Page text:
“I started making phone calls and I made friends with the scheduling nurse at Dr Brannagan’s office. I sort of put a human face to all my calls, and eventually she said that if an opening came up — lots of older patients tended to cancel if weather was bad — she would call,” he said. Again, he said, it is about making connections. His persistence paid off. The night before a huge snowstorm was predicted, the Van Buskirks received a call saying that if they could be in the city by 8:30 am, the doctor could see him.
It was 8:30 am on the dot when they pulled up to the office, having made their way through the blowing snow and bad roads, to face a day of testing. It was 4:30 pm before Mr Van Buskirk met with the doctor, but it is a meeting that he credits with putting him back on the road to recovery.
It was the detrimental effects of the prednisone treatment that helped Dr Brannagan identify the issue as MMN, not CIDP, requiring a much different treatment. Dr Brannagan suggested a course of treatment including the biodrug Rituxan, approved for certain types of cancer. Finessing the insurance company would be the challenge, Dr Brannagan told the Van Buskirks.
“He was right. There was a lot of advocating by phone for myself, and I was still deteriorating physically,” he recalled. His patient advocates in the oncology department of Danbury Hospital suggested he approach the drug company directly. But it was not until he was twice rejected by the insurance company that he got the call for which he had waited.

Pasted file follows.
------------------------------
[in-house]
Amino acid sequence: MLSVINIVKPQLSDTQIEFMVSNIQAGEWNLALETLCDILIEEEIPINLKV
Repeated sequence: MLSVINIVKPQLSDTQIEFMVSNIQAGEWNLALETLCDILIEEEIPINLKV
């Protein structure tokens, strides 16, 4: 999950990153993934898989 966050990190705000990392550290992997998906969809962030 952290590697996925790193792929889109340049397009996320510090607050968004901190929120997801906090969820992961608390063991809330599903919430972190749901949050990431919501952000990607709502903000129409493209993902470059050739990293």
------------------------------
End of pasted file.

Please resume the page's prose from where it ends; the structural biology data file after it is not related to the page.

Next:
“I remember exactly where I was when the drug rep called and said, ‘You’re approved.’ It was a ray of light,” Mr Van Buskirk said. That was a Friday. By that Monday in March 2011, he began treatment with Rituxan.
Dr Brannagan had told him it might be several weeks before results could be seen. Meanwhile, he continued on with the support of friends and family, viewing life from the wheelchair.
A Network of Strength
“My family and friends network was a huge, huge, thing. There is a lot of strength you can get from that,” said Mr Van Buskirk. When he was released from Laurel Ridge after three months, he was still in a wheelchair, unable to help himself in any way. Knowing that they would need assistance, the Van Buskirks arranged for a visiting nurse to come in the morning to help him out of bed and get him ready for the day. His wife worried how he would manage while she was at work; but 50 friends signed up on the Lotsa Helping Hands community assistance website that they had discovered. Those friends stopped by to help him with lunch, make sure he was comfortable while Ms Van Buskirk was at work, and give him rides to and from the hospital for treatment and to doctor appointments. Friends also pitched in to build a ramp from the driveway to the front door of the house, before he was released.
With MMN, the body turns on itself, destroying the myelin sheath surrounding the nerves. Rituxan controls the immune system to reduce that attack, allowing the body to heal.
“One night, all of a sudden, I was sitting in my wheelchair and just could feel my body move. It wanted to wiggle a little,” he said. From there on, very gradually, his body began to improve. By July 2011, he was standing with the help of a walker.